# Checking Sudoku - sufficient sums

Are the following condition sufficient for checking if solution of Sudoku with (extended output) is valide :

• sum of values in each row, column and subsquare is equal to 45 and
• sum of squares of values in each row, column and subsquare is equal to 285

By extended output I mean that the error could be made, such that each value could be from range <-1000,1000> for example. As you see it is some kind of generalization of possible output of sudoku, but rules of Sudoku are unchanged.

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ok I have not answer but information that make my question invalide math.stackexchange.com/questions/157682/… my condition could be substituted by taking sums of 2^value, but I'm not sure on 100% – Qbik Mar 11 '13 at 22:25
Yes, as shown in the question you link to, if you check all rows, columns, and subsquares with the $2^{k-1}$ weighting and get $511$ each time, you have a valid Sudoku. – Ross Millikan Mar 11 '13 at 22:33

In other words, you are asking whether there exists any set of 9 integers

$a\le b\le c\le d\le e\le f\le g\le h\le j$

such that

$a+b+c+d+e+f+g+h+j = 45$

and simultaneously

$a^2+b^2+c^2+d^2+e^2+f^2+g^2+h^2+j^2 = 285$

other than the trivial solution $1,2,3,4,5,6,7,8,9$.

In Mathematica, that's

FindInstance[
a^2 + b^2 + c^2 + d^2 + e^2 + f^2 + g^2 + h^2 + j^2 = 285
&& a + b + c + d + e + f + g + h + j = 45,
{a,b,c,d,e,f,g,h,j},
Integers
]


but I don't have access to Mathematica so I don't know what it'd come up with.

A trivial computer program can find all the answers easily, though, because of that second equation. We know that all the $x^2$s are positive quantities, so none of the $x$s can possibly be outside the range $[-16,16]$.

int main()
{
for (int a=-16; a <= 16; ++a) {
for (int b=a; b <= 16; ++b) {
for (int c=b; c <= 16; ++c) {
for (int d=c; d <= 16; ++d) {
for (int e=d; e <= 16; ++e) {
for (int f=e; f <= 16; ++f) {
for (int g=f; g <= 16; ++g) {
for (int h=g; h <= 16; ++h) {
for (int j=h; j <= 16; ++j) {
if (a+b+c+d+e+f+g+h+j != 45) continue;
if (a*a + b*b + c*c + d*d + e*e + f*f + g*g + h*h + j*j != 285) continue;
printf("%d %d %d %d %d %d %d %d %d\n", a,b,c,d,e,f,g,h,j);
}
}
}
}
}
}
}
}
}
}


This program takes six-tenths of a second to run on my MacBook Pro, and finds 80 distinct solutions:

-2 4 6 6 6 6 6 6 7
-2 5 5 5 6 6 6 7 7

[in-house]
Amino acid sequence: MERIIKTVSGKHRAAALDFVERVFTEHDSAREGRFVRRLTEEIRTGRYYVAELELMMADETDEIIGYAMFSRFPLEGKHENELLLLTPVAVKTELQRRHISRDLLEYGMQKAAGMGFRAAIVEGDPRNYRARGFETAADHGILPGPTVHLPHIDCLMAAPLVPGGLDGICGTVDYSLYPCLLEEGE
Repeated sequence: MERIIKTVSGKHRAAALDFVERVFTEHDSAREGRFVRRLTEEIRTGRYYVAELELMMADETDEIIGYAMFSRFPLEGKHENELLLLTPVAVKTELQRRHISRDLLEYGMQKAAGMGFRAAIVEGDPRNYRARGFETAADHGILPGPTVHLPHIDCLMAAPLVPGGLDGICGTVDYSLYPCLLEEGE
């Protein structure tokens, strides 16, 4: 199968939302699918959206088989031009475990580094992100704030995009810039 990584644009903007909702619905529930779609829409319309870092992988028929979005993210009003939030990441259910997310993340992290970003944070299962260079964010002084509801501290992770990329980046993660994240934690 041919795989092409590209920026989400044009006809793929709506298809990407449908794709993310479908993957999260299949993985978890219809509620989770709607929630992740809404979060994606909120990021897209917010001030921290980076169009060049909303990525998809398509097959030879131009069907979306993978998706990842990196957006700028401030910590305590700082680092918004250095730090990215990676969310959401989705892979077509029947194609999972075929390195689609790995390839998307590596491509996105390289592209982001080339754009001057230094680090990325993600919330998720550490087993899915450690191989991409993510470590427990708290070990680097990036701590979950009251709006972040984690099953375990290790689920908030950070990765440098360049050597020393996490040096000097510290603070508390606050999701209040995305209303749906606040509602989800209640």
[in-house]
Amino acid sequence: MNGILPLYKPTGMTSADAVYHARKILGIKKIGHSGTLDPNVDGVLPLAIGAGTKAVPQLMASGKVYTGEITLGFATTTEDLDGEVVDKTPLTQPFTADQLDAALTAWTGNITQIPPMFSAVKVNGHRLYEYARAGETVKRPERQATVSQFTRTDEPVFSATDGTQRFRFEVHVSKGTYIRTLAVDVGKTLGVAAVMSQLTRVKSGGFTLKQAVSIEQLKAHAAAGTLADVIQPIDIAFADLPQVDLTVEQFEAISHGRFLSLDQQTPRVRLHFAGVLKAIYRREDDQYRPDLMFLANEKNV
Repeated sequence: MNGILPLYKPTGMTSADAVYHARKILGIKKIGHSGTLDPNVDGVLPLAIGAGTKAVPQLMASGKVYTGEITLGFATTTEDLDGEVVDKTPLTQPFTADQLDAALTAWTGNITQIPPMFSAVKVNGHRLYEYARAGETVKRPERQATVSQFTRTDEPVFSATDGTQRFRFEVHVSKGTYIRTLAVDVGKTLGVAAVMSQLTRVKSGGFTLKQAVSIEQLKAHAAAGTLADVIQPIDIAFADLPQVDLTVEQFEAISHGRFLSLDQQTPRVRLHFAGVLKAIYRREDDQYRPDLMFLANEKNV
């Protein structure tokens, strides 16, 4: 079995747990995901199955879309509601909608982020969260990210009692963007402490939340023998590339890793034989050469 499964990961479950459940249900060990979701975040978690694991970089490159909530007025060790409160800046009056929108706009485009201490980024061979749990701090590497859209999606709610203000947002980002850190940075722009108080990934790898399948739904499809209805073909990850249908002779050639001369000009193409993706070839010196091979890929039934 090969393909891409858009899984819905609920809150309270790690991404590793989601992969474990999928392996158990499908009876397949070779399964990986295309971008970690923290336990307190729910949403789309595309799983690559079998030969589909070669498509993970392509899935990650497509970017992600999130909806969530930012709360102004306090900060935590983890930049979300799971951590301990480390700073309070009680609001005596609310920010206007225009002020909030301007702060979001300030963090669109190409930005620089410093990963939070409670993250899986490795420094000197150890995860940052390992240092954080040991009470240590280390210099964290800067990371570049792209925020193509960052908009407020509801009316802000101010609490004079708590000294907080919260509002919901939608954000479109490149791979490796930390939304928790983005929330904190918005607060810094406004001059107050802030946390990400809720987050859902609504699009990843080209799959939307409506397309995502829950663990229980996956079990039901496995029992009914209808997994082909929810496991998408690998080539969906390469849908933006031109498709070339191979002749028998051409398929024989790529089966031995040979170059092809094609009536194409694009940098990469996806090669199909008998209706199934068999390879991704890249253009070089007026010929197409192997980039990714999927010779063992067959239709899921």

-1 2 5 6 6 6 7 7 7
-1 2 6 6 6 6 6 6 8
-1 3 4 5 6 6 7 7 8
-1 3 5 5 5 6 6 8 8
-1 3 5 5 6 6 6 6 9
-1 4 4 4 5 7 7 7 8
-1 4 4 4 6 6 6 8 8
-1 4 4 5 5 5 7 8 8
-1 4 4 5 5 6 6 7 9
0 1 4 6 6 7 7 7 7
0 1 5 5 6 6 7 7 8
0 2 3 5 6 7 7 7 8
0 2 3 6 6 6 6 8 8
0 2 4 4 6 6 7 8 8
0 2 4 5 5 6 7 7 9
0 2 5 5 5 5 6 8 9
0 3 3 4 5 7 7 8 8
0 3 3 4 6 6 7 7 9
0 3 3 5 5 5 8 8 8
0 3 3 5 5 6 6 8 9
0 3 4 4 4 6 8 8 8
0 3 4 4 4 7 7 7 9
0 3 4 4 5 5 7 8 9
0 3 4 4 6 6 6 6 10
0 3 4 5 5 5 6 7 10
0 4 4 4 4 6 6 7 10
0 4 4 4 5 5 5 9 9
1 1 3 5 6 6 7 8 8
1 1 3 6 6 6 6 7 9
1 1 4 4 5 7 7 8 8
1 1 4 4 6 6 7 7 9
1 1 4 5 5 5 8 8 8
1 1 4 5 5 6 6 8 9
1 1 5 5 5 6 6 6 10
1 2 2 4 7 7 7 7 8
1 2 2 5 5 7 7 8 8
1 2 2 5 6 6 7 7 9
1 2 3 3 6 7 7 8 8
1 2 3 4 5 6 7 8 9
1 2 3 5 5 6 6 7 10
1 2 4 4 5 5 6 9 9
1 2 4 4 5 5 7 7 10
1 2 4 5 5 5 5 8 10
1 3 3 3 4 7 8 8 8
1 3 3 3 6 6 6 7 10
1 3 3 4 4 5 8 8 9
1 3 3 4 4 6 6 9 9
1 3 3 4 4 6 7 7 10
1 3 3 4 5 5 6 8 10
1 3 4 4 4 4 7 9 9
1 3 4 4 5 5 6 6 11
1 4 4 4 4 5 5 7 11
2 2 2 3 6 6 8 8 8
2 2 2 3 6 7 7 7 9
2 2 2 4 4 7 8 8 8
2 2 2 4 6 6 6 7 10
2 2 2 5 5 5 6 9 9
2 2 2 5 5 5 7 7 10
2 2 3 3 4 7 7 8 9
2 2 3 3 5 5 8 8 9
2 2 3 3 5 6 6 9 9
2 2 3 3 5 6 7 7 10
2 2 3 4 4 5 7 9 9
2 2 3 4 4 6 6 8 10
2 2 3 5 5 5 6 6 11
2 2 4 4 4 4 7 8 10
2 2 4 4 4 6 6 6 11
2 2 4 4 5 5 5 7 11
2 3 3 3 3 6 8 8 9
2 3 3 3 4 5 7 8 10
2 3 3 3 5 6 6 6 11
2 3 3 4 4 5 5 9 10
2 3 3 4 4 5 6 7 11
2 4 4 4 4 4 4 8 11
3 3 3 3 4 4 6 9 10
3 3 3 4 4 4 5 8 11
3 3 4 4 4 5 5 5 12
3 4 4 4 4 4 4 6 12

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By extended output you mean integers right?

Otherwise the equations $x+y+z =45$ and $x^2+y^2+z^2=285$ have real solution see here.

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yes integers hjk,hj – Qbik Mar 11 '13 at 22:45